“Like most of his contemporaries, Burke regarded Indian religion as superstitious and backward. While the Indian service could not impose Christianity upon the Indians, Burke believed it should do everything in its power to assist the religious volunteers who worked among the Indians.”
The Tohono O’Odham on Arizona’s Papago Reservation held traditional Náwai’t ceremonies in 1922 in order to break an extended drought. The Náwai’t includes the ritual consumption of tiswin, an alcoholic beverage made from the fruit of the giant Saguaro Cactus. The consumption of tiswin results in vomiting, a recognized ceremonial feature which is called “throwing up the clouds.” The Bureau of Indian Affairs had the agency police raid the villages of Big Fields and Santa Rosa where several hundred participants were dispersed. The police arrested several leaders and Keepers of the Smoke for making tiswin. While the Bureau of Indian Affairs continued to warn people about this ceremony, the Tohono O’Odham continued to hold the ceremony in secret.
Word of the efforts of the Indian Office to prohibit Pueblo religions in New Mexico reached the Hopi in 1922. Several Hopi leaders decided to meet in Winslow, a non-Indian town which was located off of the reservation. They feared that if they were to meet on the reservation that the BIA would arrest them. Meeting with the Hopi was the distinguished writer James Willard Schulz. Schulz heard the Hopi complain about threats from the government if they continued their religion. One elder stated that he would rather be shot down by the government while doing his religion than try to live without it. In his book Religion and Hopi Life, John Loftin reports:
“The Hopi stood firm and continued to observe their traditional ceremonial calendar.”
A number of non-Indian associations, such as the Indian Welfare League, the Indian Defense Association, and the National Association to Help the Indian, were sympathetic to the retention of Indian religion. A number of prominent authors and influential people—John Willard Schulz, Edward S. Curtis—were members of these groups. Schulz attended the meeting with the Hopi as a representative of these groups.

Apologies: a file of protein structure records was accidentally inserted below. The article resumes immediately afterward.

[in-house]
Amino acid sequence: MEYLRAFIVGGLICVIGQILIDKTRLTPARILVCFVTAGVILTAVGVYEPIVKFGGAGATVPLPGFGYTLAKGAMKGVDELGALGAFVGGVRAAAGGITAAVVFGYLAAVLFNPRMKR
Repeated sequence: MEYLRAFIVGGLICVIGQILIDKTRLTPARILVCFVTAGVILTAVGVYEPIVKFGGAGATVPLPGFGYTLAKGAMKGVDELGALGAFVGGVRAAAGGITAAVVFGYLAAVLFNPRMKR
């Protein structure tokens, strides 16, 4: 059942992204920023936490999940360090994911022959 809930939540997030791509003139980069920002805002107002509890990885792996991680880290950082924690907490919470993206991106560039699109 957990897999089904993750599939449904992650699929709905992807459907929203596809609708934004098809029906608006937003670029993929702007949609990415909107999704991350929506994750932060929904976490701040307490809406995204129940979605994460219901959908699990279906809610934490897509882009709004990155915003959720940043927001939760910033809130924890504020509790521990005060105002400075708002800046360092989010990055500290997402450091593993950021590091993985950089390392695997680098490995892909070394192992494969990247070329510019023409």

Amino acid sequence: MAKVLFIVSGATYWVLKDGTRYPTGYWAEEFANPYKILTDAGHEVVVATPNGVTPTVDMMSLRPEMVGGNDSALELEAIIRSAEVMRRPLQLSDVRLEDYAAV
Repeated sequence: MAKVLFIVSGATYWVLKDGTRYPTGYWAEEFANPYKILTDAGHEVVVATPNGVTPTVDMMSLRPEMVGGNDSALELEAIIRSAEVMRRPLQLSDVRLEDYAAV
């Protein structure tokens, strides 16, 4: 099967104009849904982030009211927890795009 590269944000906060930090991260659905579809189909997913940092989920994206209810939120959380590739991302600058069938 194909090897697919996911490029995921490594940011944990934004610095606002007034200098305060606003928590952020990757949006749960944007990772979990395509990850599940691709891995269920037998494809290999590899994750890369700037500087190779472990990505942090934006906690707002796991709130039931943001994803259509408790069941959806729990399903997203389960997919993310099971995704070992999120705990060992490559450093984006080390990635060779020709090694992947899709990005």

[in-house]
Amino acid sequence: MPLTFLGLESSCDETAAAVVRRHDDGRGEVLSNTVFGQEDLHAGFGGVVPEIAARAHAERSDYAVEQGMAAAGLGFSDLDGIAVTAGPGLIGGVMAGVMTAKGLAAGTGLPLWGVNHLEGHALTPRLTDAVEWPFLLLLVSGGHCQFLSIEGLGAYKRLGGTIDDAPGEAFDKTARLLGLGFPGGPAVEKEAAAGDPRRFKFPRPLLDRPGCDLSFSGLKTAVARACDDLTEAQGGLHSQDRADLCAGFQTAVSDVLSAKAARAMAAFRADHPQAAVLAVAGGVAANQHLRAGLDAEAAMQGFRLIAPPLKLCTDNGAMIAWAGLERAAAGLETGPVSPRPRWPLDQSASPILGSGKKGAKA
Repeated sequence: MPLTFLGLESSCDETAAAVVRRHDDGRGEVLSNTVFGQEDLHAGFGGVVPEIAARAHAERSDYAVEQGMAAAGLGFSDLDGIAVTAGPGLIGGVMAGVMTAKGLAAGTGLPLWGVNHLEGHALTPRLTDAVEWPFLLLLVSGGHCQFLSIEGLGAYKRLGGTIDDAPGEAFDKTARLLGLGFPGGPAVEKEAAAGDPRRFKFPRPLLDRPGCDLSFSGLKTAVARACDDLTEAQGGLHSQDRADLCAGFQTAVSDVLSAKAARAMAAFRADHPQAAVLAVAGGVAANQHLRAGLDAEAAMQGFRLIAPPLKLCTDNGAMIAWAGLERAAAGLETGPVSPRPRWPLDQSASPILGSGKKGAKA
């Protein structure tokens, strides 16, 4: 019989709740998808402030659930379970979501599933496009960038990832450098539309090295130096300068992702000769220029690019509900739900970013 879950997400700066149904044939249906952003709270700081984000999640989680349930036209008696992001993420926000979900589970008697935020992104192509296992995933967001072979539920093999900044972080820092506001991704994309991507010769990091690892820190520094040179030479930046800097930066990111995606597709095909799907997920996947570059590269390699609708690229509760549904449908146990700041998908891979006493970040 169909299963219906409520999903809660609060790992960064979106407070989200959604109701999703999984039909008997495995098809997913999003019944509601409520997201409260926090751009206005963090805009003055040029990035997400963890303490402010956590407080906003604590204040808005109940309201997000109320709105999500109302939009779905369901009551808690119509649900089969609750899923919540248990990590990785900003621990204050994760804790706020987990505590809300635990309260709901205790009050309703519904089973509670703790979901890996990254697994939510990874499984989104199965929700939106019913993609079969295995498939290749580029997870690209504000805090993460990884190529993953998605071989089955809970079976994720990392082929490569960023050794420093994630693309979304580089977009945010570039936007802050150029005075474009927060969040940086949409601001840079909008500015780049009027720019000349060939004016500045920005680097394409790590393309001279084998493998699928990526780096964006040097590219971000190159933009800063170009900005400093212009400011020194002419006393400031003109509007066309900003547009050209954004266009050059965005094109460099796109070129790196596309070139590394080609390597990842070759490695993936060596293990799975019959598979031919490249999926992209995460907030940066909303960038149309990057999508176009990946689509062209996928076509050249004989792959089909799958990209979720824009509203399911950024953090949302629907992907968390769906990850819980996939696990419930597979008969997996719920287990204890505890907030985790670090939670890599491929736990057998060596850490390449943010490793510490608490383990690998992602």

The American Indian Defense Association had been formed in response to the suppression of Indian religions and cultures under the Albert Fall administration. It lobbied Congress for greater cultural and religious freedom for Indians. It was composed primarily of middle to upper class non-Indians. John Collier was selected as the organization’s executive secretary. Collier would later become the Commissioner of Indian Affairs and under his administration there would be great religious freedom for American Indians. Collier’s involvement with Indian affairs had started in 1920 when Mabel Dodge had taken him to watch the Red Deer Dance at Taos Pueblo in New Mexico. Collier was astonished at what he saw. This was a life-changing experience for him. He would later write:
“I was rocked; it was like a hallucination or earthquake; a sudden dread-fear; the time-horizon pushed back in a moment and enormously… That solitary experience of ‘cosmic consciousness’ had been mine, that forever solitary translation.”
In 1923 the Commissioner of Indian Affairs updated the list of Indian offenses—activities for which Indians would be punished. The Commissioner suggested that maypole dances be used as a substitute for traditional Indian dances at Indian schools. He was apparently unaware that the maypole dances were survivals of European pagan fertility dances around phallic icons.
In 1923 Albert Fall left office and would later be jailed for his role in the Teapot Dome scandal. The active suppression of Native American religious ceremonies, however, would continue for another decade, ending with the election of Franklin Roosevelt as President.
More American Indian histories
Indians 101: Suppressing Indian Religions in 1915
Indians 101: Suppressing Peyote in 1918
Indians 101: American Indians Religions a Century Ago (1918)
Indians 201: American Indians and the Moravian missions
Indians 101: Heathens on the Nez Perce Reservation
Indians 201: The death toll in the California missions
Indians 201: Mormons and Indians
Indians 101: The Northwest Coast Potlatch 100 years ago, 1921
Note: Indians 201 is an expansion of an earlier essay.